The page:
Counselling Approaches

Share


For psychotherapy to be most effective, I believe, there must be an implicit, bodily-felt experiential component to the work. I use a mind-body holistic philosophy to guide you. The foundation of my counselling approach is to help you understand your mind, find your internal wisdom and strength, and come to a real solution. When you are on your healing journey, I will accompany you, guide you, encourage you, and support you.

My therapeutic approaches include Focusing-Oriented Therapy, Satir Transformational Family Systemic Approach, Adlerian,  Psychodynamic Therapy, and Client-Centered Therapy.

Counselling approaches2.jpg


Focusing - Oriented Therapy

Focusing-Oriented Therapy comes from the pioneering work of philosopher and psychologist Eugene Gendlin at the University of Chicago, where he collaborated with Carl Rogers. Dr. Gendlin's work has been honored by three awards from The American Psychological Association. He and colleagues studied why some psychotherapy clients improved while many others did not. It was found that successful therapy was not determined by the therapist's technique, orientation or the kind of problem being discussed. What did make a difference was what the client was doing internally. Successful clients were regularly checking inside themselves for a whole bodily felt sense of their situation.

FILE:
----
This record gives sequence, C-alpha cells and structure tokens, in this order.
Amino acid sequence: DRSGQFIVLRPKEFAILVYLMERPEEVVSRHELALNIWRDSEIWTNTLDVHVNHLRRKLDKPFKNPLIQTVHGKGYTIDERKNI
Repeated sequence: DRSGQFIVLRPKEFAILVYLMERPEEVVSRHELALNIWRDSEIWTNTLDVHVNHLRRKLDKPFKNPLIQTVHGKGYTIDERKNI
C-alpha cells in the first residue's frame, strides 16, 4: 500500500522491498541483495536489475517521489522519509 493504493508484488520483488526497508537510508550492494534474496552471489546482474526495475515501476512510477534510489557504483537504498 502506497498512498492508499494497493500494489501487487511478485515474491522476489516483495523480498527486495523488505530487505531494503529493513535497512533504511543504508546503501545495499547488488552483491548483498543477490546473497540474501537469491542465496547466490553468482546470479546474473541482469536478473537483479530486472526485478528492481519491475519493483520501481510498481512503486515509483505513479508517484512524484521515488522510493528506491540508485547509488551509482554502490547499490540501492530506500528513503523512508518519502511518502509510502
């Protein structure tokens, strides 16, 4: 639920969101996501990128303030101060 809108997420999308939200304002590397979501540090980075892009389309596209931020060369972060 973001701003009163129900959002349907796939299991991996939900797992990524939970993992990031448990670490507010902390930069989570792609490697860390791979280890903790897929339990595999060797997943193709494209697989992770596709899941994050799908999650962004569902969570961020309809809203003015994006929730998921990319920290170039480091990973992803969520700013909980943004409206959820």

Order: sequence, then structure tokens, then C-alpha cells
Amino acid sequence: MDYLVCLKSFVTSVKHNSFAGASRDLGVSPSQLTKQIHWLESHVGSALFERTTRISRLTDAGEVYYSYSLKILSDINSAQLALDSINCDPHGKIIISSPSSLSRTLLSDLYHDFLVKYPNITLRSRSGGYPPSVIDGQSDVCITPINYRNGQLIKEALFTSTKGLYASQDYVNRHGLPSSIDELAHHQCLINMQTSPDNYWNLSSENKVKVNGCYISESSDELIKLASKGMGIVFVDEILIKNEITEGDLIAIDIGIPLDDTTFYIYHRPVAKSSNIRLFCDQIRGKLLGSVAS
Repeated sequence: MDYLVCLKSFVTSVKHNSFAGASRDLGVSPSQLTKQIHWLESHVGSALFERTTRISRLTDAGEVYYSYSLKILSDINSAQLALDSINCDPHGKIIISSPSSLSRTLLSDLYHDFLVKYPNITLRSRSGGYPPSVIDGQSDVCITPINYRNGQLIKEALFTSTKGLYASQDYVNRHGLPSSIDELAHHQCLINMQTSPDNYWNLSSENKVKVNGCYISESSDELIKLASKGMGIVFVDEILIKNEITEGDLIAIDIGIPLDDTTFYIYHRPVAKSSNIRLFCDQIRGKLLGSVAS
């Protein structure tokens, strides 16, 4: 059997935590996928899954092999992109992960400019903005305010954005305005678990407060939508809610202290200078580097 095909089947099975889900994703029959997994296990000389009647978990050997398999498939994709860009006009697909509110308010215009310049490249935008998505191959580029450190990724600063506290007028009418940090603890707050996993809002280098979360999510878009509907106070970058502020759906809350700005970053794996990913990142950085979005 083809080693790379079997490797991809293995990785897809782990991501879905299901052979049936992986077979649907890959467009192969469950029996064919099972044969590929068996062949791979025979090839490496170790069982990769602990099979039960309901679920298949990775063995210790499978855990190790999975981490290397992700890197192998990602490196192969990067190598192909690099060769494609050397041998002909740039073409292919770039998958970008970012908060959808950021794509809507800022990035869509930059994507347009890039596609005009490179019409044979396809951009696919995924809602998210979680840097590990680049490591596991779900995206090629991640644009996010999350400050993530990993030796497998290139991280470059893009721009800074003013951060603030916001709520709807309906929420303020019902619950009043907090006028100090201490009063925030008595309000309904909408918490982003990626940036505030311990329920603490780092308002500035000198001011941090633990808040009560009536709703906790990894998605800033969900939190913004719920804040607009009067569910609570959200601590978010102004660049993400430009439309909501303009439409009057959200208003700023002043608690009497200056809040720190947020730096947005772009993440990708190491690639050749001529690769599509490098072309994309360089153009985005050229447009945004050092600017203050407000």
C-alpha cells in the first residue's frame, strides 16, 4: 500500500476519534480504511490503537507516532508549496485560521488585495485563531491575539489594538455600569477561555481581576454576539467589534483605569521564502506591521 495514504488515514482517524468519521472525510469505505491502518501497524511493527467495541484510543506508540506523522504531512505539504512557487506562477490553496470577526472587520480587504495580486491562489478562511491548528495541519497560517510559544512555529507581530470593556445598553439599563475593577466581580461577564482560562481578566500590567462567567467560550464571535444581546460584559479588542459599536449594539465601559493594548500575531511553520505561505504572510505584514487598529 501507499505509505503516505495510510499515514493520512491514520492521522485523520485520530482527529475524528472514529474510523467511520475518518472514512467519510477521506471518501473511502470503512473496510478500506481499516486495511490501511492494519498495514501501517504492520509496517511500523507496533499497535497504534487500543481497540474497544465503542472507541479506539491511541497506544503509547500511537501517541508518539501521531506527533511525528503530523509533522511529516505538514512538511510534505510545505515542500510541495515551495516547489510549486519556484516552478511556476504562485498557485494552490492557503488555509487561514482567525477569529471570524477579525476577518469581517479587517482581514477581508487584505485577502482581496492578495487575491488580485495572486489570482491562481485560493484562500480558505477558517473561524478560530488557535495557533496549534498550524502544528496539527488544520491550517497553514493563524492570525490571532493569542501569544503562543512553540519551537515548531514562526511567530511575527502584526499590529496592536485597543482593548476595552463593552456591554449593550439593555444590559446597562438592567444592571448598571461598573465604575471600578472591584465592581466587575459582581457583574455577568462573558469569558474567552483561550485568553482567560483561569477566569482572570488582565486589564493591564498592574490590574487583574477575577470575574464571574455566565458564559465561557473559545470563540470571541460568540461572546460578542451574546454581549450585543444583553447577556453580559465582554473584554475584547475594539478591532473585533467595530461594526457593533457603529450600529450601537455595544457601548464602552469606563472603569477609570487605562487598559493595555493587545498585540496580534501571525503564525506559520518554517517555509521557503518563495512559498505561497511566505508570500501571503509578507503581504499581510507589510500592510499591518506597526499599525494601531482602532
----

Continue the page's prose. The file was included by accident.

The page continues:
We are all familiar with emotions, but a felt sense is not an emotion. It is a new human capacity. The felt sense of a situation or problem, when it first forms, is typically vague and unclear. You can sense that something is there, but it is hard to get it into words exactly. The felt sense is holistic in nature and contains within it much more than we can easily think or emotionally know about our situation. As the therapist and client spend time with the felt-sense, new and clearer meanings emerge.

The felt sense, of its own accord, brings the exact word, image, memory, understanding, new idea, or action step that is needed to solve the problem. The physical body, in response, will experience some easing or release of tension as it registers the "rightness" of what comes from the felt sense. This easing of tension is what tells us that we have made contact with this deeper level of awareness and that we are on the right path.